Top tips for Christmas at the Jacobean court

As History of Parliament staff prepare for their Christmas break, Dr Paul Hunneyball of the Lords 1604-29 section ponders the pleasures and pitfalls that might have awaited a Jacobean courtier 400 years ago… Tip 1: No partying on Christmas Day In the early 17th century, unlike today, 25 December was primarily a time for solemn religious observance. The entire royal household was expected to attend … Continue reading Top tips for Christmas at the Jacobean court

Medieval MP of the Month: Santa Claus in Parliament

Here’s a seasonal offering from Hannes Kleineke of the House of Commons 1422-1504 Section for our Medieval MP of Month… While much has rightly been made this year of the career and legacy of Col. Josiah Wedgwood, MP, the founder of the History of Parliament, his pioneering biographical volumes were not without their quirks, and, at times, a degree of involuntary humour. A seasonal example … Continue reading Medieval MP of the Month: Santa Claus in Parliament

Reflections on the Vote 100 project and the Lady Astor Statue project #Astor100

The final installment for the Women and Parliament blog series in 2018 is rather appropriately written by Linda Gilroy, former MP for Plymouth Sutton (1997-2010). Linda tells us about an exciting project to raise a statue of the first woman to take her seat in Parliament, Lady Nancy Astor, which is part of the #Astor100 project that will be taking place throughout 2019… Celebrating the … Continue reading Reflections on the Vote 100 project and the Lady Astor Statue project #Astor100

No deal: Pride’s Purge and retreat from settlement

As MPs prepare to vote over whether or not to accept the Brexit deal negotiated by Theresa May, we have the second post in the series on the tumultuous events of 1648-1649, as parliamentarians disputed with each other over a treaty which might end the civil wars.  Dr Vivienne Larminie of the House of Commons 1640-1660 section moves on from 15 November to 6 December … Continue reading No deal: Pride’s Purge and retreat from settlement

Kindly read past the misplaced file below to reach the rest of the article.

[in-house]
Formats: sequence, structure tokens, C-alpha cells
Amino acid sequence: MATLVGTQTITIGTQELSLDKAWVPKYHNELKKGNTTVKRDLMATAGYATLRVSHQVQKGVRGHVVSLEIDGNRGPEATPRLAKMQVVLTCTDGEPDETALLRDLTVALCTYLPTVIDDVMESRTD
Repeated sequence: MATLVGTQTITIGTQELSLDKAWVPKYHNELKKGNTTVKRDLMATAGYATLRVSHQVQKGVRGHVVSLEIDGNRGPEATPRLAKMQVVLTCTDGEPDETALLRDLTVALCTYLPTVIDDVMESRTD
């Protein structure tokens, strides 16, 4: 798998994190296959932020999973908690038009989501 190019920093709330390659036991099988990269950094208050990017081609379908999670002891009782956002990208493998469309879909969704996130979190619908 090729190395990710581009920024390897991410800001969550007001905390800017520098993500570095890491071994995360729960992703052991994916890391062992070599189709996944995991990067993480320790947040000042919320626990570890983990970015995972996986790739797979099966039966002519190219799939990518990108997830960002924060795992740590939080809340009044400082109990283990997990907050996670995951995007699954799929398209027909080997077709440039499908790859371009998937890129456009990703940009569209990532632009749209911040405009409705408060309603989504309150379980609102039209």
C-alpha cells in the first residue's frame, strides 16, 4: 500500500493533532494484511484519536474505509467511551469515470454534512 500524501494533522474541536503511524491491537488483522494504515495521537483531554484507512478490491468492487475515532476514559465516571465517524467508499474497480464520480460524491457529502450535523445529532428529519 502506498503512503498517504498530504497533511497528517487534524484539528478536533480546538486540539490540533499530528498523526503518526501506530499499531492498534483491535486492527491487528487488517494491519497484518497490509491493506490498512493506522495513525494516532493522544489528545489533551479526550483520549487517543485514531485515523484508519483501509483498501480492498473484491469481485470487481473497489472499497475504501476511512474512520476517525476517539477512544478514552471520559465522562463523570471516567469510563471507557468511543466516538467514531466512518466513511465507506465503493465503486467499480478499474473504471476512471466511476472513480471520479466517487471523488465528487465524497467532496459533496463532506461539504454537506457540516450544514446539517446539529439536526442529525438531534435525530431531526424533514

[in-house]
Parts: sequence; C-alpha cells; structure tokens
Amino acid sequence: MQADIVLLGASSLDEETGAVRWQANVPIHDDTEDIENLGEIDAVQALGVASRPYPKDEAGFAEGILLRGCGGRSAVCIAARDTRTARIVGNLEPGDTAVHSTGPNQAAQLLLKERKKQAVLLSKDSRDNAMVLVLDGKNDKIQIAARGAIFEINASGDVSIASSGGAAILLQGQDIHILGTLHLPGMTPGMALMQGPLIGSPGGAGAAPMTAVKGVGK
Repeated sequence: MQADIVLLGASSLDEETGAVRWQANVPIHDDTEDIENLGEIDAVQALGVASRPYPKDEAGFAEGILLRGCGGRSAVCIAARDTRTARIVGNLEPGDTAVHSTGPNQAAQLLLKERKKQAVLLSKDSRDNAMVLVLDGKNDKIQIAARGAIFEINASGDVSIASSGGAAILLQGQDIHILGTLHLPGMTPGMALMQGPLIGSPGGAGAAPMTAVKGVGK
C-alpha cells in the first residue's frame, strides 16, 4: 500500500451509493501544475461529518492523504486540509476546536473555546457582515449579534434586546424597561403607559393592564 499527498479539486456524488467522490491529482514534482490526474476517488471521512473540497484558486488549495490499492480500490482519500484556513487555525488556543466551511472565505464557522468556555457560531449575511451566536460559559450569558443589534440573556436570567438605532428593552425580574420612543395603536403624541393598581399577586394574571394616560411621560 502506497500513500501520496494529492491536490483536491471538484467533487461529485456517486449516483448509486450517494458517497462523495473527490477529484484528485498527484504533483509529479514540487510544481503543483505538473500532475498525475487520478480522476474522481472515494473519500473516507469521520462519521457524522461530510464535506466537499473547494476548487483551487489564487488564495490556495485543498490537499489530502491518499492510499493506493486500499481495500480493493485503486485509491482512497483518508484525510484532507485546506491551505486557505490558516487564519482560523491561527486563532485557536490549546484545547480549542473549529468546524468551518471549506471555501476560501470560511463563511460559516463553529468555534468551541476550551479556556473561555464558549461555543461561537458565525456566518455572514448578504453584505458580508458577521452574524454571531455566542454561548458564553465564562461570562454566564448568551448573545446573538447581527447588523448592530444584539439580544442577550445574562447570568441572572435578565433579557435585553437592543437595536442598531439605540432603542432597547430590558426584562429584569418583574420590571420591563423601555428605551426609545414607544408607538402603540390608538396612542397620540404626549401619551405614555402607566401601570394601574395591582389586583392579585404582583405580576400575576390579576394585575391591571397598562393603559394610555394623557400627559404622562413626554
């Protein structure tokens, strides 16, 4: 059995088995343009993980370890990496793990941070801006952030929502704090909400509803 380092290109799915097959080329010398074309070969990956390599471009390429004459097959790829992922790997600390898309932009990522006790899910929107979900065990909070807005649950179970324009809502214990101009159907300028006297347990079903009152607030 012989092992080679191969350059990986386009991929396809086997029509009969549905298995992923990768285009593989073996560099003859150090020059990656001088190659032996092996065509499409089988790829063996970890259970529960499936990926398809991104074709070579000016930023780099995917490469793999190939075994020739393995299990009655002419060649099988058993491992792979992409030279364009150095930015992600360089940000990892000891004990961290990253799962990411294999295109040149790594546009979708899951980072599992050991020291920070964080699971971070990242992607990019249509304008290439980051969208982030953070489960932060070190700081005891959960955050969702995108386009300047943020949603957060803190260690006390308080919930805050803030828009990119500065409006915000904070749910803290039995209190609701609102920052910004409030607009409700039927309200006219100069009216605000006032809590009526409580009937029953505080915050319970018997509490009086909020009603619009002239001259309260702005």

‘Persons of Rank and Distinction’: negotiating the Treaty of Aix-la-Chapelle (1748)

Last month @GeorgianLords joined with @HistParl to discuss a series of treaties from the 17th to the mid-18th centuries. In this follow-up blog post, Dr Robin Eagles, Editor of the Lords 1715-90 section, considers in more depth the Treaty of Aix-la-Chapelle, which brought to a close the War of the Austrian Succession. In the winter of 1748 two British peers presented themselves to the French … Continue reading ‘Persons of Rank and Distinction’: negotiating the Treaty of Aix-la-Chapelle (1748)

Standing orders and precedents in the Irish House of Commons in the seventeenth and eighteenth centuries

Today’s blog from Glenn McKee follows his paper given at our Parliaments, Politics and People Seminar at the IHR last week. Below Glenn summarizes his paper ‘Standing orders and precedents in the Irish House of Commons in the seventeenth and eighteenth centuries’… The paper examined how the Irish House of Commons used precedents and standing orders in the seventeenth and eighteenth centuries. In the seventeenth … Continue reading Standing orders and precedents in the Irish House of Commons in the seventeenth and eighteenth centuries